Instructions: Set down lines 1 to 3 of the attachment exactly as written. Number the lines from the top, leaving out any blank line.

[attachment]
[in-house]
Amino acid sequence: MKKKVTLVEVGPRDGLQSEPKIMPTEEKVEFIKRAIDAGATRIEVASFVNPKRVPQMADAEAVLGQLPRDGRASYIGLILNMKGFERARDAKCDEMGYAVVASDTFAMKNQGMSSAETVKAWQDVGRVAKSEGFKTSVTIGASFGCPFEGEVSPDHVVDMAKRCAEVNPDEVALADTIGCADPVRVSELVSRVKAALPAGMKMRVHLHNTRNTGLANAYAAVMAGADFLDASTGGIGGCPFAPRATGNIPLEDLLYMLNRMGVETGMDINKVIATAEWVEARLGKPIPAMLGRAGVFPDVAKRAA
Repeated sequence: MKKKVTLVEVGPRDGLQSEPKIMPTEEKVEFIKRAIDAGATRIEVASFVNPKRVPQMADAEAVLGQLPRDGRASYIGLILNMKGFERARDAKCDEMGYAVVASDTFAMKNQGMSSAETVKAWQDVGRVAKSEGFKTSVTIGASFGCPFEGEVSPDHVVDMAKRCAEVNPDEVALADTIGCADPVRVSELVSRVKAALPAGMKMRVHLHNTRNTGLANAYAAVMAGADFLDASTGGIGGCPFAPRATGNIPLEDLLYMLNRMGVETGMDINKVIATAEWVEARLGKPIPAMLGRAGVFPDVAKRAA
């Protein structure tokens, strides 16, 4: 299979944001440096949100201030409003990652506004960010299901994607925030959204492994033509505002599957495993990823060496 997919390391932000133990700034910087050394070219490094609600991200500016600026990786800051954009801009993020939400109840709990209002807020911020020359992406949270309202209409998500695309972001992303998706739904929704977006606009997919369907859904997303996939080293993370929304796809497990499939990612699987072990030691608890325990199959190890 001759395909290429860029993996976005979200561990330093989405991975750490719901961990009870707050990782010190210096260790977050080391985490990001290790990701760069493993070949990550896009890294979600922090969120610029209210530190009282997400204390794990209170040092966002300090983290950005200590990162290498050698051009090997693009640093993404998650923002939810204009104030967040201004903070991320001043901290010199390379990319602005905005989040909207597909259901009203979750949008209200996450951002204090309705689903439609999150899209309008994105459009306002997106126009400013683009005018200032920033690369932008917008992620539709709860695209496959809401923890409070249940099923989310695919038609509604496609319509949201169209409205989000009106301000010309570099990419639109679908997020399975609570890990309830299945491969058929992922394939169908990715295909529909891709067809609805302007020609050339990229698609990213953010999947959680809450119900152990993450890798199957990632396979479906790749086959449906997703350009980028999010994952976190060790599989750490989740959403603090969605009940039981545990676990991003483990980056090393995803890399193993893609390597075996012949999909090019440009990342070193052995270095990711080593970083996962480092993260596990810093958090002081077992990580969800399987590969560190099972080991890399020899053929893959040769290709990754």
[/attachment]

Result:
[in-house]
Amino acid sequence: MKKKVTLVEVGPRDGLQSEPKIMPTEEKVEFIKRAIDAGATRIEVASFVNPKRVPQMADAEAVLGQLPRDGRASYIGLILNMKGFERARDAKCDEMGYAVVASDTFAMKNQGMSSAETVKAWQDVGRVAKSEGFKTSVTIGASFGCPFEGEVSPDHVVDMAKRCAEVNPDEVALADTIGCADPVRVSELVSRVKAALPAGMKMRVHLHNTRNTGLANAYAAVMAGADFLDASTGGIGGCPFAPRATGNIPLEDLLYMLNRMGVETGMDINKVIATAEWVEARLGKPIPAMLGRAGVFPDVAKRAA
Repeated sequence: MKKKVTLVEVGPRDGLQSEPKIMPTEEKVEFIKRAIDAGATRIEVASFVNPKRVPQMADAEAVLGQLPRDGRASYIGLILNMKGFERARDAKCDEMGYAVVASDTFAMKNQGMSSAETVKAWQDVGRVAKSEGFKTSVTIGASFGCPFEGEVSPDHVVDMAKRCAEVNPDEVALADTIGCADPVRVSELVSRVKAALPAGMKMRVHLHNTRNTGLANAYAAVMAGADFLDASTGGIGGCPFAPRATGNIPLEDLLYMLNRMGVETGMDINKVIATAEWVEARLGKPIPAMLGRAGVFPDVAKRAA